Several weeks ago I argued that the body of a wine is not a single quality but a group of related yet distinct features that sometimes leave conflicting impressions. Thus, referring to body as either light, medium, or full, as most tasting notes do, is simplistic, sometimes misleading, and covers up a world of meaningful detail.
In this post, I want to lay out an alternative that I think captures some of the complexity of how we perceive the body of a wine.
The body of a wine has four dimensions that can vary independently of each other.
Wines differ in how heavy they feel on the palate. Wines with high alcohol, more sugar, low acidity, or deeply concentrated fruit may feel heavy. Perceptions of weight may also be affected by perceived movement on the palate. Wines that are lively may be perceived as lighter. Some Pinot Noir is viscous and concentrated without feeling heavy.
There is some overlap with weight on this dimension, but they are not precisely the same. Concentration refers to the perceived richness of the fruit which is often the result of more flavor compounds (extract) as a percentage of water content. A concentrated wine will usually feel heavy on the palate, but if it has robust acidity or lower alcohol it may not feel heavy. High quality Burgundy wines can sometimes feel concentrated yet not weighty. Some wine vocabulary glossaries define concentration in terms of intensity. This is a mistake. Some deeply concentrated wines lack intensity; they taste flat and lack movement. Quality Riesling may be concentrated without feeling heavy or viscous. Cabernet Sauvignon is often concentrated without being viscous.
Viscosity is a quantifiable physical dimension defined as the resistance to an object passing through a substance. But, in wine tasting, we are referring to perceived resistance. Again, while there may be overlap with weight or concentration, viscosity is its own dimension. A good Viognier from Condrieu may feel viscous yet light. Wines with residual sugar feel viscous but some lack fruit concentration. “Creamy” is a descriptor that indicates viscosity. Some scientific analyses of body include astringency as a dimension of body. Tannins modify the rate at which fluid layers move past each other, which is how viscosity is defined. However, subjectively we experience astringency as drying rather than thick. Furthermore, astringency is most readily experienced on the finish rather than the “main body” of the wine prior to swallowing. Thus, it is best to distinguish viscosity from astringency. Subjectively they vary independently of each other. Astringency is a contributor to mouthfeel but not to body.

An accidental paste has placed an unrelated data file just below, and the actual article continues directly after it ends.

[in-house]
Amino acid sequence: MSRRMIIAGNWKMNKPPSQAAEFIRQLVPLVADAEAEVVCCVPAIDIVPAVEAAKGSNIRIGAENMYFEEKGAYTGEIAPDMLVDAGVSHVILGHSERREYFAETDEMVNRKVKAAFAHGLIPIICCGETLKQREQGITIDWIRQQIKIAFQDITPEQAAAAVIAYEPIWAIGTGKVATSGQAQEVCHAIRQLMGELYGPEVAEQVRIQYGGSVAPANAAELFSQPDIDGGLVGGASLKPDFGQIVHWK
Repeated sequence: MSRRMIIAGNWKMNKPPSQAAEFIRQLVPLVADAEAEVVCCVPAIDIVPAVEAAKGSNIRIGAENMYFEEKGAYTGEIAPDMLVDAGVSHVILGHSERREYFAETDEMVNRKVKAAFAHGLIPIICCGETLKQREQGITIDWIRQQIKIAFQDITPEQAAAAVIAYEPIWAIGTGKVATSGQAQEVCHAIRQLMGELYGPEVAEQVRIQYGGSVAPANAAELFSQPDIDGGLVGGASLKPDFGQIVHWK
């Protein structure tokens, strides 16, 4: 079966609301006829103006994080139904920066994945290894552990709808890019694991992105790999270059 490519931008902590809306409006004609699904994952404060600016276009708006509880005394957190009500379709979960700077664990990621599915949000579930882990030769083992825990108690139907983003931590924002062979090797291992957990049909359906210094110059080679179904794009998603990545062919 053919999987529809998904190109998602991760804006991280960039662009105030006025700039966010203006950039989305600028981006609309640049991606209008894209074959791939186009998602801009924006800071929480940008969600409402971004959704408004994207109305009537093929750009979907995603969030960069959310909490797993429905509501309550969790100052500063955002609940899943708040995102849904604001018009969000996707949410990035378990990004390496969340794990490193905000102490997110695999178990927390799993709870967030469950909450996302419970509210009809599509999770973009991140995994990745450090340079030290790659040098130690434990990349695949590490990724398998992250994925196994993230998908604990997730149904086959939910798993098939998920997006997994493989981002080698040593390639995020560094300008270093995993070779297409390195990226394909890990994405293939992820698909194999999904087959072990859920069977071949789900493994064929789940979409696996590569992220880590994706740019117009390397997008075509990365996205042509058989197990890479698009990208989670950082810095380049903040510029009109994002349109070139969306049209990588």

“Round” is a common descriptor for wines that have a sense of fullness but with no hard edges. Each component seems to blend into the others with little resistance. Fat is the extremity of this feature. By contrast, other wines have that sense of fullness but are stocky because the tannins or acidity seem to resist or contain the fruit power, and the perceived transitions the wine undergoes on the palate seem full of effort. Slender, the opposite end of the continuum, refers to wines that seem compressed. This is not to be confused with “thin” meaning lacking in viscosity or diluted. Slender wines may not taste diluted if they have flavor intensity and they may have a texture which is perceived as adding body. White wines, such as those from the Italian region of Lugana, with dry extract are a good example of slender wines that have texture. “Angular” suggests that the wine is sharp and has what some tasters describe as “cut”. “Lean” is often a descriptor for thin wines. But lean also tends to connote wiry, sinewy, or tough, adjectives that are not about shape but muscularity, or the perception of force, which is a dimension of the wine’s perceived movement on the palate.
There is obviously much more to be said about mouthfeel. Body is only one dimension of mouthfeel.
For more on mouthfeel, texture, and the movement of wine on the palate consult Beauty and the Yeast: A Philosophy of Wine, Life, and Love.